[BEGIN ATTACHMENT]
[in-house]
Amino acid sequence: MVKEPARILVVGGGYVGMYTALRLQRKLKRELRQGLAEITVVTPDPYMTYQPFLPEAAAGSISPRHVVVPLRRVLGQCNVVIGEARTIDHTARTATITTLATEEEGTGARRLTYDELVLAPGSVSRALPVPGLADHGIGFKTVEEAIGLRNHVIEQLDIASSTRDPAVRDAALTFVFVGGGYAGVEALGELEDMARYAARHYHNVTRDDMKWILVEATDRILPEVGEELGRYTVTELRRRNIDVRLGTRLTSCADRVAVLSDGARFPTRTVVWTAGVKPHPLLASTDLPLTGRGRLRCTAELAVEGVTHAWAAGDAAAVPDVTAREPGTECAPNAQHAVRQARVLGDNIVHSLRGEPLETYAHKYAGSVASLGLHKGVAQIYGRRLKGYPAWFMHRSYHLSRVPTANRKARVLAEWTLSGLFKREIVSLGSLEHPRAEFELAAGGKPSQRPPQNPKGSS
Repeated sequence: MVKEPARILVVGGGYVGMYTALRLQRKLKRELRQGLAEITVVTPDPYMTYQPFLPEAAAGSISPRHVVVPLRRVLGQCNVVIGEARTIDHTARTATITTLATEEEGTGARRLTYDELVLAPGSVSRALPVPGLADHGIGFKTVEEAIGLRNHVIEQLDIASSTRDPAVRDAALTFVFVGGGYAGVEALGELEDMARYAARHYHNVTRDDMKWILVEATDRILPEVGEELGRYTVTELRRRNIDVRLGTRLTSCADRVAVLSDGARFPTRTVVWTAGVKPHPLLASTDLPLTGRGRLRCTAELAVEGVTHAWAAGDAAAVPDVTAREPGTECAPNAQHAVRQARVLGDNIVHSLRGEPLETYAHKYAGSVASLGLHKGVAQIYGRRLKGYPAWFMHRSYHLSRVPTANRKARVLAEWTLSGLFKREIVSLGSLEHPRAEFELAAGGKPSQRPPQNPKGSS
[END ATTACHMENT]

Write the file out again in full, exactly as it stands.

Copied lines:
[in-house]
Amino acid sequence: MVKEPARILVVGGGYVGMYTALRLQRKLKRELRQGLAEITVVTPDPYMTYQPFLPEAAAGSISPRHVVVPLRRVLGQCNVVIGEARTIDHTARTATITTLATEEEGTGARRLTYDELVLAPGSVSRALPVPGLADHGIGFKTVEEAIGLRNHVIEQLDIASSTRDPAVRDAALTFVFVGGGYAGVEALGELEDMARYAARHYHNVTRDDMKWILVEATDRILPEVGEELGRYTVTELRRRNIDVRLGTRLTSCADRVAVLSDGARFPTRTVVWTAGVKPHPLLASTDLPLTGRGRLRCTAELAVEGVTHAWAAGDAAAVPDVTAREPGTECAPNAQHAVRQARVLGDNIVHSLRGEPLETYAHKYAGSVASLGLHKGVAQIYGRRLKGYPAWFMHRSYHLSRVPTANRKARVLAEWTLSGLFKREIVSLGSLEHPRAEFELAAGGKPSQRPPQNPKGSS
Repeated sequence: MVKEPARILVVGGGYVGMYTALRLQRKLKRELRQGLAEITVVTPDPYMTYQPFLPEAAAGSISPRHVVVPLRRVLGQCNVVIGEARTIDHTARTATITTLATEEEGTGARRLTYDELVLAPGSVSRALPVPGLADHGIGFKTVEEAIGLRNHVIEQLDIASSTRDPAVRDAALTFVFVGGGYAGVEALGELEDMARYAARHYHNVTRDDMKWILVEATDRILPEVGEELGRYTVTELRRRNIDVRLGTRLTSCADRVAVLSDGARFPTRTVVWTAGVKPHPLLASTDLPLTGRGRLRCTAELAVEGVTHAWAAGDAAAVPDVTAREPGTECAPNAQHAVRQARVLGDNIVHSLRGEPLETYAHKYAGSVASLGLHKGVAQIYGRRLKGYPAWFMHRSYHLSRVPTANRKARVLAEWTLSGLFKREIVSLGSLEHPRAEFELAAGGKPSQRPPQNPKGSS